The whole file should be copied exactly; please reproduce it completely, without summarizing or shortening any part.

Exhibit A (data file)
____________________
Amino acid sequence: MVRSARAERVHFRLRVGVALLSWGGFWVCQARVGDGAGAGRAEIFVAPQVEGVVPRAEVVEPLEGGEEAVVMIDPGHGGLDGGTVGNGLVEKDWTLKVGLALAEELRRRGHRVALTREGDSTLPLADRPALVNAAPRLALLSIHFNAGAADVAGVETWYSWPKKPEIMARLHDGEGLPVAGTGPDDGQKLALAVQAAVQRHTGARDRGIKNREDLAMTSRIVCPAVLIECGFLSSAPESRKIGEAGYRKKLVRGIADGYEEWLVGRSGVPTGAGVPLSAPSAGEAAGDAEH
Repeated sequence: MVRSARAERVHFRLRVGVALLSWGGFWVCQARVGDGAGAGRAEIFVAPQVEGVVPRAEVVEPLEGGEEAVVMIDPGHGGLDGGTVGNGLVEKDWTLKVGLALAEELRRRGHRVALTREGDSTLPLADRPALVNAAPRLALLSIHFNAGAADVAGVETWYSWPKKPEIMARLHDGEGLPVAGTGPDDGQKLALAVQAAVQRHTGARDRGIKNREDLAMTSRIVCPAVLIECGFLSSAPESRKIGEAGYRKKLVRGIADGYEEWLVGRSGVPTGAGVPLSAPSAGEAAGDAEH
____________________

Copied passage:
Amino acid sequence: MVRSARAERVHFRLRVGVALLSWGGFWVCQARVGDGAGAGRAEIFVAPQVEGVVPRAEVVEPLEGGEEAVVMIDPGHGGLDGGTVGNGLVEKDWTLKVGLALAEELRRRGHRVALTREGDSTLPLADRPALVNAAPRLALLSIHFNAGAADVAGVETWYSWPKKPEIMARLHDGEGLPVAGTGPDDGQKLALAVQAAVQRHTGARDRGIKNREDLAMTSRIVCPAVLIECGFLSSAPESRKIGEAGYRKKLVRGIADGYEEWLVGRSGVPTGAGVPLSAPSAGEAAGDAEH
Repeated sequence: MVRSARAERVHFRLRVGVALLSWGGFWVCQARVGDGAGAGRAEIFVAPQVEGVVPRAEVVEPLEGGEEAVVMIDPGHGGLDGGTVGNGLVEKDWTLKVGLALAEELRRRGHRVALTREGDSTLPLADRPALVNAAPRLALLSIHFNAGAADVAGVETWYSWPKKPEIMARLHDGEGLPVAGTGPDDGQKLALAVQAAVQRHTGARDRGIKNREDLAMTSRIVCPAVLIECGFLSSAPESRKIGEAGYRKKLVRGIADGYEEWLVGRSGVPTGAGVPLSAPSAGEAAGDAEH